3 Common Excuses Why Aging Veterans Don’t Consider Home Care

Veterans Home Care Visits

There are plenty of reasons why a person might not even consider the prospect of home care, including aging veterans. Elderly veterans are no different than any other type of senior, except that they served in the United States military during their younger years. Whether their time of service was two years, four years, 10 years, 20 years, or any length of time, they had to go through Boot Camp, which can be physically and emotionally grueling, and maybe they served during an active combat situation.

This can create quite a bit of pride among veterans, especially with regard to their ability to take care of themselves. As they get older, when they begin to lose the ability to care for themselves, they might not actively seek out assistance from anyone else, especially a professional home care aide who works for an agency.

There are many excuses people often use when refusing to consider the prospect of home care, and three of the common ones that you may hear from the elderly veteran in your life are included below.

Common Excuse #1: I don’t need anyone’s help; I never did.

When somebody served in one of the major branches of the United States military, they were likely very independent in their own life. They may have supported their own family, raised children, built a business, and even helped out other veterans in need. The mere notion of requiring assistance for their own life might never have crossed their mind.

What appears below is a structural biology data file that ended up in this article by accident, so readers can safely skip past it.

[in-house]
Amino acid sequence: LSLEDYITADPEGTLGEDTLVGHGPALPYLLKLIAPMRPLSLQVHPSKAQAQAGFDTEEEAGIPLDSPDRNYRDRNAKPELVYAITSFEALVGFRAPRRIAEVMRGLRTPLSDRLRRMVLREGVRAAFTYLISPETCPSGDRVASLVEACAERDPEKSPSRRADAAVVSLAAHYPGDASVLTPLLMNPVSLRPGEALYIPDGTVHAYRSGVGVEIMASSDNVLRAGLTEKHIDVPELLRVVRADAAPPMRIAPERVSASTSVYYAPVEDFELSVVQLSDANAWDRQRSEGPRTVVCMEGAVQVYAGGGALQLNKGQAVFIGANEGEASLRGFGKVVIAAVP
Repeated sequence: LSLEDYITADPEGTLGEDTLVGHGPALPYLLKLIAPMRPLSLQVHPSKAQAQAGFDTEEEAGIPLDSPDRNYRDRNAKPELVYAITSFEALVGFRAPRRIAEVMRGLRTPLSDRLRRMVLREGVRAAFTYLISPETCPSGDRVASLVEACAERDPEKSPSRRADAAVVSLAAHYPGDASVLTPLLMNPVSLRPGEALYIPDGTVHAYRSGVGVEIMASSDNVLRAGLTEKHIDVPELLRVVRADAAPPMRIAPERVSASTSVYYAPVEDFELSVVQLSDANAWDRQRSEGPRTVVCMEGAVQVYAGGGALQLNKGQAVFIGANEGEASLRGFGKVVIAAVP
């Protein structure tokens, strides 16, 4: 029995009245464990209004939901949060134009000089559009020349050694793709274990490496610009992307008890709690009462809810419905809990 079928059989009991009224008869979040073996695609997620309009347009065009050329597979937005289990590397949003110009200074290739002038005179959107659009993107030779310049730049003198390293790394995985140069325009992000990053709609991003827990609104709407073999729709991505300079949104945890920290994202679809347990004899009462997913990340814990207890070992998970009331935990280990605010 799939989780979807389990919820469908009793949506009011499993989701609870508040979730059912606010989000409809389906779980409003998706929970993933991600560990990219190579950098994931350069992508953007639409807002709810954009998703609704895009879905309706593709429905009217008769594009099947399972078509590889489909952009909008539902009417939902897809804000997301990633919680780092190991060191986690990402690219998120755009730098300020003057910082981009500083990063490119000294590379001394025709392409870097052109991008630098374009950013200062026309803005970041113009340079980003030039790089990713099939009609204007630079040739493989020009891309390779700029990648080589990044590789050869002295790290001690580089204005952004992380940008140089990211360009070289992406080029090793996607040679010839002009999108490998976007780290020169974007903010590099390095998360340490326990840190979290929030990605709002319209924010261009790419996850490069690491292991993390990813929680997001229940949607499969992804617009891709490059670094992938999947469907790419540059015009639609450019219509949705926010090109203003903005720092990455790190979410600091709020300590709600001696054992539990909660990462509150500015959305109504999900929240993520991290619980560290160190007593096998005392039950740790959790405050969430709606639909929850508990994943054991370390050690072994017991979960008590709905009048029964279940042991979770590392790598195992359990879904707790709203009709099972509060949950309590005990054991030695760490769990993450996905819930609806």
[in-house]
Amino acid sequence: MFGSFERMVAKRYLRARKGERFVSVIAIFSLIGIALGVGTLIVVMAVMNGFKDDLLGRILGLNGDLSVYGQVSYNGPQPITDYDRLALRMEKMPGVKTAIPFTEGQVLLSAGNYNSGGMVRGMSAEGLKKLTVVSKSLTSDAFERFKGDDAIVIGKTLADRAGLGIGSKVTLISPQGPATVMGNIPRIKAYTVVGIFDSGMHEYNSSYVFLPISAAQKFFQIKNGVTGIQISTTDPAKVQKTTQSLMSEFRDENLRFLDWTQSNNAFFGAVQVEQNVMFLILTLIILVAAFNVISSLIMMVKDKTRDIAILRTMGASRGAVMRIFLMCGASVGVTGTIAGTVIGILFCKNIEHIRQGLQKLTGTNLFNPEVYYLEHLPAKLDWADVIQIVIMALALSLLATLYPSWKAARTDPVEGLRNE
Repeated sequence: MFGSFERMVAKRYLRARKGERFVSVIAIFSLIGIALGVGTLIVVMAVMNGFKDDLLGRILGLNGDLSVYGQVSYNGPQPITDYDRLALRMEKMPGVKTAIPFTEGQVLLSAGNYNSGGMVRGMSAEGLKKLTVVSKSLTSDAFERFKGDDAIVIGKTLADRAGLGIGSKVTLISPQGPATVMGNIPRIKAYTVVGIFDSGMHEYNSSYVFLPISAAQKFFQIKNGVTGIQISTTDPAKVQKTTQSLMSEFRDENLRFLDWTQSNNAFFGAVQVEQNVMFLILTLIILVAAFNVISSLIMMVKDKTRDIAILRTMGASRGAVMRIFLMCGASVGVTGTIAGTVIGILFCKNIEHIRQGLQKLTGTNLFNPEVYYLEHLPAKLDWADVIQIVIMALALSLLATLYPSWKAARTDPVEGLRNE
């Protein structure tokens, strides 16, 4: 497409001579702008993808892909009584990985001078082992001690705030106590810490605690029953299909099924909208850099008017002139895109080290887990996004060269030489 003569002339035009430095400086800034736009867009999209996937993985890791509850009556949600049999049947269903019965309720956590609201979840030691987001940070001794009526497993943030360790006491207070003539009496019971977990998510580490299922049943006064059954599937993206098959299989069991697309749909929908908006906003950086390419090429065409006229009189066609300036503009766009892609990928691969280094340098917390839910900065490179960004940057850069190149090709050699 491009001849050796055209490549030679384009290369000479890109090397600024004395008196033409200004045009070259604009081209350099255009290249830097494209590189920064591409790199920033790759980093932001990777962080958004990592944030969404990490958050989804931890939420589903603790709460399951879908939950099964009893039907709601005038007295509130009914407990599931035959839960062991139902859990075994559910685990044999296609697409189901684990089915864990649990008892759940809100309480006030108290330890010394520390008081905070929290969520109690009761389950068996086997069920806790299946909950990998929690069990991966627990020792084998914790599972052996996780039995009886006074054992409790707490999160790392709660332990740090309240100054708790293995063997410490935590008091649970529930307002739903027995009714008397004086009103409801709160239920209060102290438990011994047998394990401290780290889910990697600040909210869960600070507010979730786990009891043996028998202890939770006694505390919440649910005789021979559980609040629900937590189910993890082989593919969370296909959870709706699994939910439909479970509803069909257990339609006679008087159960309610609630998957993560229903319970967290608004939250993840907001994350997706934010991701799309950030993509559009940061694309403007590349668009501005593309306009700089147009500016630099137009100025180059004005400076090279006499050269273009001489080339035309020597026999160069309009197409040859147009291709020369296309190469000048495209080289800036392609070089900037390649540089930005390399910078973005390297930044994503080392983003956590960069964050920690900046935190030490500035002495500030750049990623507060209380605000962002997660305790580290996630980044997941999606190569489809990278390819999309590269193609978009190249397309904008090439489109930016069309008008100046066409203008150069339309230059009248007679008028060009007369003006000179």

Common Excuse #2: I’ve got plenty of friends in the area.

Veterans often rely on their own to provide assistance for them through the years. The veteran may be part of the VFW (Veterans of Foreign Wars) or some other veteran organization and have a network of men and women who provide assistance for other veterans who require it for a variety of reasons.

If they call these people their friends, even though they may only know them in passing, it can provide a false sense of security. The veteran may call on somebody from these organizations to help them, but what happens if those people are unavailable to assist?

Common Excuse #3: They can’t afford it.

Many elderly veterans are on a fixed income and when they have to pay for prescription medications, housing, and other basic expenses, it can severely limit their ability to pay for other things. However, if the veteran served during an active time of combat (they don’t have to have served in a combat situation, but at least one day of their active duty service had to have fallen during World War II, the Korean War, the Vietnam Conflict, or the Gulf War) they may qualify for the Aid and Attendance Benefit, which can help pay for home care.

For more information and to learn about Veterans Home Care Visits, contact Veteran’s Home Care at (888) 314-6075.

Bonnie Laiderman, CEO

Bonnie Laiderman, founder and president of Veterans Home Care®, has helped more than 16,000 veterans and their spouses receive in-home care through the unique VetAssist® Program. Started in 2003 as a one-woman operation, Bonnie has overseen the growth of the company to become one of the largest women-owned companies in the St. Louis Metro Region. Veterans Home Care has also earned the Better Business Bureau's Torch Award for Ethics and Inc. 5000 award of fastest growing companies six times. Now with offices coast-to-coast, Veterans Home Care serves our veterans in 44 states throughout the country.